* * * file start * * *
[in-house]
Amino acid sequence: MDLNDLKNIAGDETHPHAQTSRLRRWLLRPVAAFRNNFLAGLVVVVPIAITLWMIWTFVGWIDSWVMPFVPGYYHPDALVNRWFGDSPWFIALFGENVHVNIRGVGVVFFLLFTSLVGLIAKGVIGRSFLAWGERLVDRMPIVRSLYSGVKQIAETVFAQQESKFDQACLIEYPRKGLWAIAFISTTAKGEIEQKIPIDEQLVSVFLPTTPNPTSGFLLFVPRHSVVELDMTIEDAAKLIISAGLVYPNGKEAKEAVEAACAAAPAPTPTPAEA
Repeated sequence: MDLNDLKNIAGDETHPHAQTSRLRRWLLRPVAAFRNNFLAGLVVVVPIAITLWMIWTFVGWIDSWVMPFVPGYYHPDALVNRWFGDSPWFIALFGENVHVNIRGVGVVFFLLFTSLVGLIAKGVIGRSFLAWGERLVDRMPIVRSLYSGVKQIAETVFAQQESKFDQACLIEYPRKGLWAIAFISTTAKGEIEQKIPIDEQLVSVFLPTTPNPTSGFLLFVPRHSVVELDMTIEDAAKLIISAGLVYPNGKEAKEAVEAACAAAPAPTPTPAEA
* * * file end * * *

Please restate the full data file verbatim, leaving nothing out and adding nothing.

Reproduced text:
[in-house]
Amino acid sequence: MDLNDLKNIAGDETHPHAQTSRLRRWLLRPVAAFRNNFLAGLVVVVPIAITLWMIWTFVGWIDSWVMPFVPGYYHPDALVNRWFGDSPWFIALFGENVHVNIRGVGVVFFLLFTSLVGLIAKGVIGRSFLAWGERLVDRMPIVRSLYSGVKQIAETVFAQQESKFDQACLIEYPRKGLWAIAFISTTAKGEIEQKIPIDEQLVSVFLPTTPNPTSGFLLFVPRHSVVELDMTIEDAAKLIISAGLVYPNGKEAKEAVEAACAAAPAPTPTPAEA
Repeated sequence: MDLNDLKNIAGDETHPHAQTSRLRRWLLRPVAAFRNNFLAGLVVVVPIAITLWMIWTFVGWIDSWVMPFVPGYYHPDALVNRWFGDSPWFIALFGENVHVNIRGVGVVFFLLFTSLVGLIAKGVIGRSFLAWGERLVDRMPIVRSLYSGVKQIAETVFAQQESKFDQACLIEYPRKGLWAIAFISTTAKGEIEQKIPIDEQLVSVFLPTTPNPTSGFLLFVPRHSVVELDMTIEDAAKLIISAGLVYPNGKEAKEAVEAACAAAPAPTPTPAEA